Nobel Prize winner Herbert A. Simon provides this illuminating sentiment related to the Tarot:  “a symbol is simply the pattern, made of any substance whatsoever that is used to denote, or point to, some other symbol, or object or relation between objects. The thing it points to is called its meaning.” By reading Tarot cards symbolically, each person is able to divine their own meaning and truth.

Historical Origins of the Tarot

Mystery shrouds the historical origination of the Tarot. The French scholar, Court de Gebélin, wrote that the Tarot was the one book of the ancient Egyptians that escaped the burning of the great Library of Alexandria Library. This booTarotEygptk was said to contain “the purest knowledge of profound matters” possessed by the wise men of Egypt. After the library was destroyed, a group of sages met in Fez, Morocco and decided to preserve the secrets of this ancient text into pictorial form on the cards of the Tarot.

There is general consensus that the pictures on the cards represented the visual retelling of the secrets of ancient mysteries, with different accounts of the wisdom being Egyptian, Zoroastrianism, or Gnostic in tradition. The symbols depicted on the cards provided a manner to keep the secrets safe except for those prepared to receive them. The cards were brought to Europe, purportedly as a result of the Crusades, but were suppressed during the inquisition of the Catholic Church during the Middle Ages.  

treeoflifekabbalahTarot and the Kabbalah

Many esoteric scholars have sought to understand the Tarot through the Kabbalah, the mystic teachings of Judaism. Kabbalah has been translated to mean “receiving,” from God, the Eternal One. Referred to as one, the deity is actually twofold in nature including the male aspect, Adonai, and the female aspect, the Holy Shechinah. The Kabbalistic Tree of Life, displayed above, is particularly useful in understanding and interpreting the Tarot. The Tree of Life consists of ten spheres, referred to as Sefirot, which are connected by 22 different paths, expressing different interactions between the Sefirot: Kingdom, Foundation, Victory, Splendor, Victory, Beauty, Mercy, Severity, Wisdom, Understanding, and Crown. Each path corresponds to a letter of the Hebrew alphabet, which contains 22 letters. Similarly, the Tarot deck contains ten numbered cards in each Minor Arcana suit and 22 cards in the Major Arcana.

Freemasonry and The Tarot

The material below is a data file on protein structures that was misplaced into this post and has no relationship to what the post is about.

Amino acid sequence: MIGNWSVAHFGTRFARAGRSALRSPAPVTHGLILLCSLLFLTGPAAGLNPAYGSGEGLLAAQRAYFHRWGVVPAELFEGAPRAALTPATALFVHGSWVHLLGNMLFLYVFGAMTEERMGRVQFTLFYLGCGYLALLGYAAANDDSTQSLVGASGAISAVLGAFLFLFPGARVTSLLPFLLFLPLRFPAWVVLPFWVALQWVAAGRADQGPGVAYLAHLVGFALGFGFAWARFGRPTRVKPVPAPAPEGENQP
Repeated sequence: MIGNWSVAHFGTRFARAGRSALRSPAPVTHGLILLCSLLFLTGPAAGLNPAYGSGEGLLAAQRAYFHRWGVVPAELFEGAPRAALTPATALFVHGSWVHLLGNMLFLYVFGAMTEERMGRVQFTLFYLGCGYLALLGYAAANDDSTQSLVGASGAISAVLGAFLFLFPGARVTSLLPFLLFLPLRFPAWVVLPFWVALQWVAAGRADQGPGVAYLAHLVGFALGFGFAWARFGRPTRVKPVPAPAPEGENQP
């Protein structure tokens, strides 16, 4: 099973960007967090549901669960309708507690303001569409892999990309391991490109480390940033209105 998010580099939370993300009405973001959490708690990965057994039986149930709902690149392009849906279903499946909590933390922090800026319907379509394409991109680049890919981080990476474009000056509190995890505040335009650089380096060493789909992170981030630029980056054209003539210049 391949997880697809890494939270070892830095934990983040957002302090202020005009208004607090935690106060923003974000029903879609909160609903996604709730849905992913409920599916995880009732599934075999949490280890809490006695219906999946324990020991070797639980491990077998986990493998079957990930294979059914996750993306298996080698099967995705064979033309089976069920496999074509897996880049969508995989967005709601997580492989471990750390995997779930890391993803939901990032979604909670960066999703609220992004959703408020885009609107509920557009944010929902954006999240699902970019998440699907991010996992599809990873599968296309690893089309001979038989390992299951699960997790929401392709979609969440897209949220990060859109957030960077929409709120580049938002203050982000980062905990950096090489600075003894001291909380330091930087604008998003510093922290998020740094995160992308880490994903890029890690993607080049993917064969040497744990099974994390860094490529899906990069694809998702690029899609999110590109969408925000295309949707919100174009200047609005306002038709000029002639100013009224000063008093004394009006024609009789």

What is the relationship between The Tarot and Freemasonry? To begin, there is the existence of a Masonic themed Tarot Cards: The Square and Compass Tarot Card Deck, which is displayed above. Deeper connections exist as well, including the symbolic journey of the initiate into Freemasonry. The Tarot has been described as symbolizing the path of initiation or a journey towards reintegration with one’s true self. “Know Thyself” is a motto of the Craft and the twenty-two cards of Tarot’s Major Arcana provide useful tools for reflection for those interested in doing the work. The cards reveal stages of an archetypal journey of man with each card representing a stage to be encountered by each individual on their life path.

Like the Tarot, Freemasonry’s origins are difficult to trace and veiled in mystery, and both systems have evolved through history, HolyGrailyet their essential substance remains unchanged. The Masonic scholar, A.E. Waite, posits that the Tarot and Freemasonry are both connected to the Legend of the Holy Grail. In his book The Hidden Church of the Holy Graal, Waite presents his conclusive belief that the Tarot is the “canonical Hallows of the Graal legend,” linking the character Percival, the Fool in the Tarot deck, to the Mason in search of light.

Alternatively, the Masonic writer, Manly P. Hall argued that the Major Arcana represent the 22 chapters of the Book of Revelations: a spiritual road map to achieve oneness with God.

It has been said that individuals come to Masonry to remember what has been forgotten; that all knowledge already exists with us. Through the signs, symbols and images in Tarot, the seeker is directed to recollect the universal teaching that we are all the same in essence, each traveling the same road despite perceived differences in form.